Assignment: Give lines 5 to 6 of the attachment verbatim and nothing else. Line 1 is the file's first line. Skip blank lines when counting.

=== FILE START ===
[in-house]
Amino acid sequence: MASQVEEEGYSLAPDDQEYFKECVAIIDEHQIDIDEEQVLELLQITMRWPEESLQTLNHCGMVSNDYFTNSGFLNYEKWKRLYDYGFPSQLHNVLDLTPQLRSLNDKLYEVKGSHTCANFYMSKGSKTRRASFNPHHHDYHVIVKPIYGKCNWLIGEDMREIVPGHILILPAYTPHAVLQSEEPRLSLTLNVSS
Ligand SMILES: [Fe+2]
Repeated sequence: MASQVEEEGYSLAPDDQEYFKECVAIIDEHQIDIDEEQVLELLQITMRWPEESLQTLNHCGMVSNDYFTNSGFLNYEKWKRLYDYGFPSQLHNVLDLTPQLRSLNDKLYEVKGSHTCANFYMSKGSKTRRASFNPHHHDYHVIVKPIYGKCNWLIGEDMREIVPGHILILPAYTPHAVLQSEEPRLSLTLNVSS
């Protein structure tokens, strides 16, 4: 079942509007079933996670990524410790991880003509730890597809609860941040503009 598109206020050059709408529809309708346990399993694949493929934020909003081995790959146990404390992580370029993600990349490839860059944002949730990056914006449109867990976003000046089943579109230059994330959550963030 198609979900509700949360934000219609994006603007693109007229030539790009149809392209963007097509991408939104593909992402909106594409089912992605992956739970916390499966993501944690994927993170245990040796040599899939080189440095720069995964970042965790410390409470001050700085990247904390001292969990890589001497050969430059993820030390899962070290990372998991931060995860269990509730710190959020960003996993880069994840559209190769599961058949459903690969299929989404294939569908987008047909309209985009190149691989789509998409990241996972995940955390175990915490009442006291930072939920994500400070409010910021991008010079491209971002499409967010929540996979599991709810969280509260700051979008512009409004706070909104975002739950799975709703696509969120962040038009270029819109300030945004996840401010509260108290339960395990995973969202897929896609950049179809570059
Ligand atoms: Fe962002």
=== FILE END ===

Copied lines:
């Protein structure tokens, strides 16, 4: 079942509007079933996670990524410790991880003509730890597809609860941040503009 598109206020050059709408529809309708346990399993694949493929934020909003081995790959146990404390992580370029993600990349490839860059944002949730990056914006449109867990976003000046089943579109230059994330959550963030 198609979900509700949360934000219609994006603007693109007229030539790009149809392209963007097509991408939104593909992402909106594409089912992605992956739970916390499966993501944690994927993170245990040796040599899939080189440095720069995964970042965790410390409470001050700085990247904390001292969990890589001497050969430059993820030390899962070290990372998991931060995860269990509730710190959020960003996993880069994840559209190769599961058949459903690969299929989404294939569908987008047909309209985009190149691989789509998409990241996972995940955390175990915490009442006291930072939920994500400070409010910021991008010079491209971002499409967010929540996979599991709810969280509260700051979008512009409004706070909104975002739950799975709703696509969120962040038009270029819109300030945004996840401010509260108290339960395990995973969202897929896609950049179809570059
Ligand atoms: Fe962002």